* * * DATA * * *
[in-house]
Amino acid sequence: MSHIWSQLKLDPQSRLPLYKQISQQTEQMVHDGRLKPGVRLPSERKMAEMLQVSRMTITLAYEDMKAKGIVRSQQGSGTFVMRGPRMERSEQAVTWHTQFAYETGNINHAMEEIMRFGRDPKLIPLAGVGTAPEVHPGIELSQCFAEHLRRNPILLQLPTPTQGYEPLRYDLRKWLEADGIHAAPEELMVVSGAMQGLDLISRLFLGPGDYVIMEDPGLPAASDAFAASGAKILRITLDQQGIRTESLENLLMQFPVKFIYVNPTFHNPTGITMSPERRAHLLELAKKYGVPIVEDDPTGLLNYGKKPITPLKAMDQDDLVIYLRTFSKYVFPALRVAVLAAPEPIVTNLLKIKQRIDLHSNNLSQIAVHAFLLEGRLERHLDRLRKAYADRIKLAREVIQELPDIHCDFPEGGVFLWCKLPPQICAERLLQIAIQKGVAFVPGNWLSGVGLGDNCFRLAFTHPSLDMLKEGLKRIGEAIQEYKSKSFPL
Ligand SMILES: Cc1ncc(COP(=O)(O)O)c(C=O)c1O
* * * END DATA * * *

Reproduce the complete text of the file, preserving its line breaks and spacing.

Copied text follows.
[in-house]
Amino acid sequence: MSHIWSQLKLDPQSRLPLYKQISQQTEQMVHDGRLKPGVRLPSERKMAEMLQVSRMTITLAYEDMKAKGIVRSQQGSGTFVMRGPRMERSEQAVTWHTQFAYETGNINHAMEEIMRFGRDPKLIPLAGVGTAPEVHPGIELSQCFAEHLRRNPILLQLPTPTQGYEPLRYDLRKWLEADGIHAAPEELMVVSGAMQGLDLISRLFLGPGDYVIMEDPGLPAASDAFAASGAKILRITLDQQGIRTESLENLLMQFPVKFIYVNPTFHNPTGITMSPERRAHLLELAKKYGVPIVEDDPTGLLNYGKKPITPLKAMDQDDLVIYLRTFSKYVFPALRVAVLAAPEPIVTNLLKIKQRIDLHSNNLSQIAVHAFLLEGRLERHLDRLRKAYADRIKLAREVIQELPDIHCDFPEGGVFLWCKLPPQICAERLLQIAIQKGVAFVPGNWLSGVGLGDNCFRLAFTHPSLDMLKEGLKRIGEAIQEYKSKSFPL
Ligand SMILES: Cc1ncc(COP(=O)(O)O)c(C=O)c1O